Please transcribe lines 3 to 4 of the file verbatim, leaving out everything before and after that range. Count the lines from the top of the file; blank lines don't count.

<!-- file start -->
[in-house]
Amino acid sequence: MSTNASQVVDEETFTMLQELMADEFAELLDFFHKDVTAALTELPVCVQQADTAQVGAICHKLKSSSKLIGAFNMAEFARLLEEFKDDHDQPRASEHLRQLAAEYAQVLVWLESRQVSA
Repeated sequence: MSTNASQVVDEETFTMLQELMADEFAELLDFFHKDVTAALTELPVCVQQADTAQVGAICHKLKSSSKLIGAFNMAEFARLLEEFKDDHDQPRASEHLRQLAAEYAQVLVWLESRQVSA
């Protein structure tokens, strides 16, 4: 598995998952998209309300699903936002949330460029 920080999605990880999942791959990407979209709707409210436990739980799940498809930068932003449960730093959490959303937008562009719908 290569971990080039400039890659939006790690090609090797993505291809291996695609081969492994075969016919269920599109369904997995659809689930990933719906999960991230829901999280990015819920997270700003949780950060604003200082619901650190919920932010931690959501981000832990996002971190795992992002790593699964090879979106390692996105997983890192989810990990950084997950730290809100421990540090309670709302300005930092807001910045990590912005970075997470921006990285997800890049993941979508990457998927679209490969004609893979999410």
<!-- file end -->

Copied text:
Repeated sequence: MSTNASQVVDEETFTMLQELMADEFAELLDFFHKDVTAALTELPVCVQQADTAQVGAICHKLKSSSKLIGAFNMAEFARLLEEFKDDHDQPRASEHLRQLAAEYAQVLVWLESRQVSA
């Protein structure tokens, strides 16, 4: 598995998952998209309300699903936002949330460029 920080999605990880999942791959990407979209709707409210436990739980799940498809930068932003449960730093959490959303937008562009719908 290569971990080039400039890659939006790690090609090797993505291809291996695609081969492994075969016919269920599109369904997995659809689930990933719906999960991230829901999280990015819920997270700003949780950060604003200082619901650190919920932010931690959501981000832990996002971190795992992002790593699964090879979106390692996105997983890192989810990990950084997950730290809100421990540090309670709302300005930092807001910045990590912005970075997470921006990285997800890049993941979508990457998927679209490969004609893979999410």